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3 Retirement Accounts That Run Circles Around a 401(k)

If you’re investing all of your retirement money in your 401(k), you may be making a big mistake.

A 401(k) is a good account to invest in if your employer provides matching funds, as you can get free money for contributing to it. But, once you’ve earned your full employer match (or if your company doesn’t provide one), you may not want to sink any more cash into this type of retirement plan.

That’s because there are three other options out there that could provide benefits a 401(k) simply cannot offer. Here’s what they are. 

1. A traditional IRA

A traditional IRA can be a much better choice for retirement funds because you have a lot more flexibility with regard to the investments you can make when you invest in one.

The tax benefits of a traditional IRA are similar to those of a 401(k) in that you aren’t taxed on contributed funds in the year you put money into your account (provided you’re eligible to make tax-deductible iRA contributions). The amount you can contribute to an IRA is much lower, but you get the same basic tax break as with a 401(k).

But unlike a 401(k), you can open an IRA with almost any brokerage firm or financial institution. You aren’t tied to investing in the account your employer has set up for you. And while the typical 401(k) offers a choice of a few funds to invest in (which can sometimes have high fees), your options are virtually unlimited with an IRA. You can invest in any asset your brokerage firm offers.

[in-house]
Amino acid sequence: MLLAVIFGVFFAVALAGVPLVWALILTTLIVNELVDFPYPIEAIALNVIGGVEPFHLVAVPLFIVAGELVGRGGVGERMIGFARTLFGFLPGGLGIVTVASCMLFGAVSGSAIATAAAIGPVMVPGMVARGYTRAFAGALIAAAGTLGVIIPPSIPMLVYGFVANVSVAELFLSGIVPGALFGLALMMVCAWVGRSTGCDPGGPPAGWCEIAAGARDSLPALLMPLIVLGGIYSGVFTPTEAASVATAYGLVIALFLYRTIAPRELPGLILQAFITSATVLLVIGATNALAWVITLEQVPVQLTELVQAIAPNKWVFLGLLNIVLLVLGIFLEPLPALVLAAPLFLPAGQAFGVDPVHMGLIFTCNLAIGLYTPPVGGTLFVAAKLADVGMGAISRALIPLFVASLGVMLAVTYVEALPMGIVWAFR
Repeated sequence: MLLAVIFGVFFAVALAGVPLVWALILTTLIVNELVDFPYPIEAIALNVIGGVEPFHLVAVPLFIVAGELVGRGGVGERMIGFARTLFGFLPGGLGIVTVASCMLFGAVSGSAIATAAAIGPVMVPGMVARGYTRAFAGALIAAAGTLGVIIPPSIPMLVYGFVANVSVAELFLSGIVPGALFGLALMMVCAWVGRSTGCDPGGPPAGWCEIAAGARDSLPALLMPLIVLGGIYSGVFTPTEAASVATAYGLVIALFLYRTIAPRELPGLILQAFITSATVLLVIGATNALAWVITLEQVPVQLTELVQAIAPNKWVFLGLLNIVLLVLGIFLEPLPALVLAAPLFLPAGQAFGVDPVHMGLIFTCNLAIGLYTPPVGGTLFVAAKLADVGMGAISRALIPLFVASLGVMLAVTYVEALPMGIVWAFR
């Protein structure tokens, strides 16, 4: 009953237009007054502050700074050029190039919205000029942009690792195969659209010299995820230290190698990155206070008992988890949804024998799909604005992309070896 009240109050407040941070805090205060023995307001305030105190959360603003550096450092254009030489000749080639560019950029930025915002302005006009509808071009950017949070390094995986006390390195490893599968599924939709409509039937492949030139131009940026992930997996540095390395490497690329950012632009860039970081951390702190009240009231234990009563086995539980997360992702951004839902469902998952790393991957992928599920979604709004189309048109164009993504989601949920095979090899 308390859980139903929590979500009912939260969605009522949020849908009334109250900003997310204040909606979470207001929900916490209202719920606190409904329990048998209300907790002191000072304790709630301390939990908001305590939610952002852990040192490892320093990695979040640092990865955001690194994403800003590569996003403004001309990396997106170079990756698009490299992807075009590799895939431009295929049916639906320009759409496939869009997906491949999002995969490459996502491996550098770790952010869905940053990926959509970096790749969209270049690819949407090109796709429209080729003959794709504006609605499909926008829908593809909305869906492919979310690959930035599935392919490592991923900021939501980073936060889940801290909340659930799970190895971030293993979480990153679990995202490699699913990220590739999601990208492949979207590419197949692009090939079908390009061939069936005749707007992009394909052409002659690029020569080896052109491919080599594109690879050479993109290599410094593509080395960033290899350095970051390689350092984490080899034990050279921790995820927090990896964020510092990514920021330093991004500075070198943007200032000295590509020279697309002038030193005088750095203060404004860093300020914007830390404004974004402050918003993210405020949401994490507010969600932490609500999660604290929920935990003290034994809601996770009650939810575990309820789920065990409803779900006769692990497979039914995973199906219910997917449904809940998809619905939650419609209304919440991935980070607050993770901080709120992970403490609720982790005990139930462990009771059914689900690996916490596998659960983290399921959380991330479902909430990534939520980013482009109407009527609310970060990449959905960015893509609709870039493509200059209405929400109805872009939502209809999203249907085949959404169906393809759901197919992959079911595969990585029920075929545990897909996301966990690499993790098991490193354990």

2. A Roth IRA

A Roth IRA is also a great alternative to a 401(k) because it offers a different kind of tax break. You’ll contribute with after-tax funds so no savings will come in the year you invest in a Roth. But as a retiree, withdrawals can be made tax-free.

If you may be in a higher tax bracket in retirement or if you’re worried about your Social Security benefits potentially being taxed due to a high income, a Roth IRA is likely the best choice for you. And like a traditional IRA, you can open one with any brokerage firm of your choosing and you’ll have access to a wide array of different assets you can invest in. 

3. A Health Savings Account

Finally, HSAs are one of the single best investment accounts out there if you are eligible to contribute to one. Unlike a 401(k) which only provides a tax break in the year you make the contribution, HSAs allow you to contribute with pre-tax dollars and take money out to pay qualifying medical expenses without being taxed on your distribution. 

In other words, while a 401(k), IRA, and Roth IRA require you to choose when to get your tax break — upfront or as a senior — HSAs can provide tax savings both upon contributing to your account and when making withdrawals. Although the catch is that you have to spend the money on healthcare to get this double tax benefit, many retirees do end up spending a lot on medical services so this isn’t a big issue.

If you do need the money for other purposes, you’re also allowed to withdraw it penalty-free after age 65 but you would pay ordinary income taxes on the distribution under these circumstances. That just means the same rules would apply to your HSA and your 401(k). 

Before putting any extra money into your 401(k) after earning the employer match, be sure to consider whether one of these three other accounts could be a better bet for you. 

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